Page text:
Chess players and golfers might benefit from an early, singular focus. Most people don’t.
Cara Wall writes beautifully about something novelists rarely address: a mainline Protestant congregation.
I used to get a phone call every Monday morning. “I just wanted to let you know what’s being said,” the caller would begin, and my body would tense as if preparing to be punched. Then, I would get the rundown of every complaint that people had about me.
Sixteen years ago, I kept a journal of my first year in ministry. At the end, I remember pasting an illustration of a man who was white and naked, and was being pulled apart by different hands. It was almost as if he were on a medieval torture rack, except fingers stretched him. The drawing, I felt, perfectly illustrated my first year as a pastor.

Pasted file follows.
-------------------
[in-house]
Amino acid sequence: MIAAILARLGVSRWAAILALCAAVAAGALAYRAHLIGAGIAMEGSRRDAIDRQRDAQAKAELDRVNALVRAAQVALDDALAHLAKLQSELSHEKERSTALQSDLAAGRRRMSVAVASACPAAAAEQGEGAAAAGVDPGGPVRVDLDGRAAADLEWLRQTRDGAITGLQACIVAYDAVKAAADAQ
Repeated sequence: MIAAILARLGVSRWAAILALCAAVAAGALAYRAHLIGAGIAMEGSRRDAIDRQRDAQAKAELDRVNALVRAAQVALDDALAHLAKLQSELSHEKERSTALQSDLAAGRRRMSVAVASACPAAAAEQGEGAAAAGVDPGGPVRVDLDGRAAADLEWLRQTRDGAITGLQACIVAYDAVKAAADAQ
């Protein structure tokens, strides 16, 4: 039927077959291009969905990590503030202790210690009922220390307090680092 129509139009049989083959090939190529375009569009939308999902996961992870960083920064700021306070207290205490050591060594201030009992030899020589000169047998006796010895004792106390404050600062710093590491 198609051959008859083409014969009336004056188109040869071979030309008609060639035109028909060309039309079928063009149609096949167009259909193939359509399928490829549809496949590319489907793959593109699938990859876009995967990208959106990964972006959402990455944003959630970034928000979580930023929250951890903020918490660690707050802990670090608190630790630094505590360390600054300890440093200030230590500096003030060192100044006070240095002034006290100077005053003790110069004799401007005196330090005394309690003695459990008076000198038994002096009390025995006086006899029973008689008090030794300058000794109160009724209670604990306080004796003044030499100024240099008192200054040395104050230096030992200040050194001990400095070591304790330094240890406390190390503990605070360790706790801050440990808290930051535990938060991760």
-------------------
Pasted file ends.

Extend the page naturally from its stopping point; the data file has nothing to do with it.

Terra Pennington felt like walking away from her job. She was planting a church and feeling so burnt out that she didn’t know what to do. So she started counting down until UNCO.
I was taught that my labors as a minister don’t count for my own spiritual life. Realizing that this is untrue has brought me great relief and joy.
When we get the age breakdown of the Presbyterian Church's General Assembly, it’s nothing short of horrendous. 91 percent of the laity are 50 and older. 67 percent of the Clergy are 50 and older. A mere 23 percent of all commissioners are under 50. What can we do about it?
I’ve been interested in the idea of “taboos” for a long time—those intricate rules that overarch our society and ideas of the sacred. They can be tools to keep people from harming others or themselves. They can be used as social conditioning, arbitrarily enforcing certain behaviors as a means of control.
"I feel like a Hospice nurse," I sighed as I set down my bags. I had so many funerals in my small congregation that I had little time for anything other than caring for the dying.
As we wander through this desert, where’s the milk and honey? What is God calling us to do, and who is God calling us to be?